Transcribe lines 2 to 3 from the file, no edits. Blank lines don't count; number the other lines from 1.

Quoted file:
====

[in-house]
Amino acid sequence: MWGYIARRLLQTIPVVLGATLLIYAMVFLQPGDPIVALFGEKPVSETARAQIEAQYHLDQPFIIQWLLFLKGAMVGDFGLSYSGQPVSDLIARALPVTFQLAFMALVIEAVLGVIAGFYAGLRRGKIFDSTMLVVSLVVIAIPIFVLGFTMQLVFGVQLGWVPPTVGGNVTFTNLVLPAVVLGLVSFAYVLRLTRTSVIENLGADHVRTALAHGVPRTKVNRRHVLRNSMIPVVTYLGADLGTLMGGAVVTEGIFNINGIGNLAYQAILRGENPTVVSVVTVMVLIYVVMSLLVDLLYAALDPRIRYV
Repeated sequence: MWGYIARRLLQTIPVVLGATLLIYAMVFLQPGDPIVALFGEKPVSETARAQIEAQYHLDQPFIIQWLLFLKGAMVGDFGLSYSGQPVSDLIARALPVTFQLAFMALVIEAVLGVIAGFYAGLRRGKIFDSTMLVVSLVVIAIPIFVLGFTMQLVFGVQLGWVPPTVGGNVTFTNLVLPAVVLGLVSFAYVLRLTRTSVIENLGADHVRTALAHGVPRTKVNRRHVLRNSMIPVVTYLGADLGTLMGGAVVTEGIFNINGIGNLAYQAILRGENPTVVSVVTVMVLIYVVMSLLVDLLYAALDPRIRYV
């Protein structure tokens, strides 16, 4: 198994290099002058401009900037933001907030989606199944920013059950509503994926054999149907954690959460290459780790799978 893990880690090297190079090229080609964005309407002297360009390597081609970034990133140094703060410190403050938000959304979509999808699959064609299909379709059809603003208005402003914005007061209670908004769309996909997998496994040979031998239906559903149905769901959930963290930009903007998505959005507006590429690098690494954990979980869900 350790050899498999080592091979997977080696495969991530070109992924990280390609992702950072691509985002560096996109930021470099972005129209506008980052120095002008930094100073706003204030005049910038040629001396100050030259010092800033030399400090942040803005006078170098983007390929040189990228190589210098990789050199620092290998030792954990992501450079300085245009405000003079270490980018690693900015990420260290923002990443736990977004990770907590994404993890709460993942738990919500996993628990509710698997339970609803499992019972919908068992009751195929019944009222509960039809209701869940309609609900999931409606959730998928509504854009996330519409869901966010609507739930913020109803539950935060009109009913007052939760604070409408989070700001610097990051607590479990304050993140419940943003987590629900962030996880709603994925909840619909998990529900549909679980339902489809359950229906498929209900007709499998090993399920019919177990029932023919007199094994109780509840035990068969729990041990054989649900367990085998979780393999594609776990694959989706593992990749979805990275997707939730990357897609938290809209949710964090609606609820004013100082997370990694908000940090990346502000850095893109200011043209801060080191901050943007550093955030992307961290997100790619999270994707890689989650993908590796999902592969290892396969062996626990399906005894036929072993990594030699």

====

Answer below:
Amino acid sequence: MWGYIARRLLQTIPVVLGATLLIYAMVFLQPGDPIVALFGEKPVSETARAQIEAQYHLDQPFIIQWLLFLKGAMVGDFGLSYSGQPVSDLIARALPVTFQLAFMALVIEAVLGVIAGFYAGLRRGKIFDSTMLVVSLVVIAIPIFVLGFTMQLVFGVQLGWVPPTVGGNVTFTNLVLPAVVLGLVSFAYVLRLTRTSVIENLGADHVRTALAHGVPRTKVNRRHVLRNSMIPVVTYLGADLGTLMGGAVVTEGIFNINGIGNLAYQAILRGENPTVVSVVTVMVLIYVVMSLLVDLLYAALDPRIRYV
Repeated sequence: MWGYIARRLLQTIPVVLGATLLIYAMVFLQPGDPIVALFGEKPVSETARAQIEAQYHLDQPFIIQWLLFLKGAMVGDFGLSYSGQPVSDLIARALPVTFQLAFMALVIEAVLGVIAGFYAGLRRGKIFDSTMLVVSLVVIAIPIFVLGFTMQLVFGVQLGWVPPTVGGNVTFTNLVLPAVVLGLVSFAYVLRLTRTSVIENLGADHVRTALAHGVPRTKVNRRHVLRNSMIPVVTYLGADLGTLMGGAVVTEGIFNINGIGNLAYQAILRGENPTVVSVVTVMVLIYVVMSLLVDLLYAALDPRIRYV